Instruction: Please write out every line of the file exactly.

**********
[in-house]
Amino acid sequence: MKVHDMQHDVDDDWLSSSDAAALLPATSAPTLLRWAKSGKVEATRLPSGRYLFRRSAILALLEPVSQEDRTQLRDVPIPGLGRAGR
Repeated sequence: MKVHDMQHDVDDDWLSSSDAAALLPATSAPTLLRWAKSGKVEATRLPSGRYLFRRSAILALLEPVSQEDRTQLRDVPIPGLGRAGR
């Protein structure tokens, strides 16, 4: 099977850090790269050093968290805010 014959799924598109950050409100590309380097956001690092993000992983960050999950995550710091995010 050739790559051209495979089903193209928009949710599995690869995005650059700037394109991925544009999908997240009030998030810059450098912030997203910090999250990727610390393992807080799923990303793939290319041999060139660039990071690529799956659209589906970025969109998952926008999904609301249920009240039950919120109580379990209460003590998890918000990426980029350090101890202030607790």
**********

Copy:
[in-house]
Amino acid sequence: MKVHDMQHDVDDDWLSSSDAAALLPATSAPTLLRWAKSGKVEATRLPSGRYLFRRSAILALLEPVSQEDRTQLRDVPIPGLGRAGR
Repeated sequence: MKVHDMQHDVDDDWLSSSDAAALLPATSAPTLLRWAKSGKVEATRLPSGRYLFRRSAILALLEPVSQEDRTQLRDVPIPGLGRAGR
């Protein structure tokens, strides 16, 4: 099977850090790269050093968290805010 014959799924598109950050409100590309380097956001690092993000992983960050999950995550710091995010 050739790559051209495979089903193209928009949710599995690869995005650059700037394109991925544009999908997240009030998030810059450098912030997203910090999250990727610390393992807080799923990303793939290319041999060139660039990071690529799956659209589906970025969109998952926008999904609301249920009240039950919120109580379990209460003590998890918000990426980029350090101890202030607790």